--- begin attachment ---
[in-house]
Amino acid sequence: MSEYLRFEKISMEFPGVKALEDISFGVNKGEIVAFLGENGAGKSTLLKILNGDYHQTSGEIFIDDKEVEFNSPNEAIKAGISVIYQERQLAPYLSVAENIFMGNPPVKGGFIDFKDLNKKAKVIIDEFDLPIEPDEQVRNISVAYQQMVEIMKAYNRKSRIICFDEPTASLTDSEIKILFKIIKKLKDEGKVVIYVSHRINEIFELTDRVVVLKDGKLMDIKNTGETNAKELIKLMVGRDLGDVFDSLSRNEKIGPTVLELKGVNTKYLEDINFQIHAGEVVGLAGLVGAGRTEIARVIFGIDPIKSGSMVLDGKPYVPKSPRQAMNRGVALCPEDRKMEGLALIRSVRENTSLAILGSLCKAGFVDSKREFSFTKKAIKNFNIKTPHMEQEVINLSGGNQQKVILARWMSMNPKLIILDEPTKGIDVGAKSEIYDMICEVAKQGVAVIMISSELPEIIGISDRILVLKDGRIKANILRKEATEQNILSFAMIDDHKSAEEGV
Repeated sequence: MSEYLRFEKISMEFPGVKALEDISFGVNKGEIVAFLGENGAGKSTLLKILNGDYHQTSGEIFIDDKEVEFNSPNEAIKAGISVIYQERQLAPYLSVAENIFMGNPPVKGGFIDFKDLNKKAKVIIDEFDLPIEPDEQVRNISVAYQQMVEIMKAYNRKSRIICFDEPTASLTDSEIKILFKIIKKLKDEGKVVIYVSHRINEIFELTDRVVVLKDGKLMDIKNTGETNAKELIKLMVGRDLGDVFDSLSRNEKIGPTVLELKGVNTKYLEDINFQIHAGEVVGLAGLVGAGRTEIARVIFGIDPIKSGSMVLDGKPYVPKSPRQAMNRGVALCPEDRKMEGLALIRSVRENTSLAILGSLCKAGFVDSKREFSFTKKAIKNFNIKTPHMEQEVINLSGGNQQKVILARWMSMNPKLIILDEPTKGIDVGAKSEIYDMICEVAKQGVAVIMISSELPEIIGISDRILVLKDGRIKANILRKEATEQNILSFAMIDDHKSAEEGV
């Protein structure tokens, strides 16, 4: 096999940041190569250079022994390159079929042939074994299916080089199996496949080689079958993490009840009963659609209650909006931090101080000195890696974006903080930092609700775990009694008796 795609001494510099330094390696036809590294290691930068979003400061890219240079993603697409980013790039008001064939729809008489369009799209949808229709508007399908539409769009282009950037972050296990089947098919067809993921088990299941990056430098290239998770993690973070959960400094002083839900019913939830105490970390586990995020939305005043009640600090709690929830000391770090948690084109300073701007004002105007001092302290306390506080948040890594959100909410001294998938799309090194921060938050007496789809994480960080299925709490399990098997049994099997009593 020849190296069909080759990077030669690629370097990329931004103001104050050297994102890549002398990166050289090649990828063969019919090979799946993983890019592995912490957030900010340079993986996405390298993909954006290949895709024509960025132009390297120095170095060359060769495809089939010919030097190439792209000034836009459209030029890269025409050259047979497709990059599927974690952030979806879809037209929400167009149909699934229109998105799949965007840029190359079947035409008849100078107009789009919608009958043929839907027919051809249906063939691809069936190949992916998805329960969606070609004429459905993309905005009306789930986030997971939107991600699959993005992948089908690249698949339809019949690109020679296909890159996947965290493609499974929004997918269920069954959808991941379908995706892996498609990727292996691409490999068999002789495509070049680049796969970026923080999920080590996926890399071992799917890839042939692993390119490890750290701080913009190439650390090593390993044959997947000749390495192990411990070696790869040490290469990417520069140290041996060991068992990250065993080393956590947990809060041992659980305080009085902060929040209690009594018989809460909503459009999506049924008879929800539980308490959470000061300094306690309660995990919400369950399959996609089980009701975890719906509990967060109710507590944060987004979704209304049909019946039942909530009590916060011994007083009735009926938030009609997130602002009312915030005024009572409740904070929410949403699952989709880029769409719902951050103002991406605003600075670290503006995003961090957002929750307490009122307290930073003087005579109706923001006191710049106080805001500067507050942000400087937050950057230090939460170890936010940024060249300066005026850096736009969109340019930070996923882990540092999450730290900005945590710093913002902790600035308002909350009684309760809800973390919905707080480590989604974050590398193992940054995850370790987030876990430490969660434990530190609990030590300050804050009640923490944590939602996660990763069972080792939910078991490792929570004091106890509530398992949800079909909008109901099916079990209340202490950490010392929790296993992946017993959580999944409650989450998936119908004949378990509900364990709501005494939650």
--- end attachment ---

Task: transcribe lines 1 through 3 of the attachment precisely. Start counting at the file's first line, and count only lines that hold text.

[in-house]
Amino acid sequence: MSEYLRFEKISMEFPGVKALEDISFGVNKGEIVAFLGENGAGKSTLLKILNGDYHQTSGEIFIDDKEVEFNSPNEAIKAGISVIYQERQLAPYLSVAENIFMGNPPVKGGFIDFKDLNKKAKVIIDEFDLPIEPDEQVRNISVAYQQMVEIMKAYNRKSRIICFDEPTASLTDSEIKILFKIIKKLKDEGKVVIYVSHRINEIFELTDRVVVLKDGKLMDIKNTGETNAKELIKLMVGRDLGDVFDSLSRNEKIGPTVLELKGVNTKYLEDINFQIHAGEVVGLAGLVGAGRTEIARVIFGIDPIKSGSMVLDGKPYVPKSPRQAMNRGVALCPEDRKMEGLALIRSVRENTSLAILGSLCKAGFVDSKREFSFTKKAIKNFNIKTPHMEQEVINLSGGNQQKVILARWMSMNPKLIILDEPTKGIDVGAKSEIYDMICEVAKQGVAVIMISSELPEIIGISDRILVLKDGRIKANILRKEATEQNILSFAMIDDHKSAEEGV
Repeated sequence: MSEYLRFEKISMEFPGVKALEDISFGVNKGEIVAFLGENGAGKSTLLKILNGDYHQTSGEIFIDDKEVEFNSPNEAIKAGISVIYQERQLAPYLSVAENIFMGNPPVKGGFIDFKDLNKKAKVIIDEFDLPIEPDEQVRNISVAYQQMVEIMKAYNRKSRIICFDEPTASLTDSEIKILFKIIKKLKDEGKVVIYVSHRINEIFELTDRVVVLKDGKLMDIKNTGETNAKELIKLMVGRDLGDVFDSLSRNEKIGPTVLELKGVNTKYLEDINFQIHAGEVVGLAGLVGAGRTEIARVIFGIDPIKSGSMVLDGKPYVPKSPRQAMNRGVALCPEDRKMEGLALIRSVRENTSLAILGSLCKAGFVDSKREFSFTKKAIKNFNIKTPHMEQEVINLSGGNQQKVILARWMSMNPKLIILDEPTKGIDVGAKSEIYDMICEVAKQGVAVIMISSELPEIIGISDRILVLKDGRIKANILRKEATEQNILSFAMIDDHKSAEEGV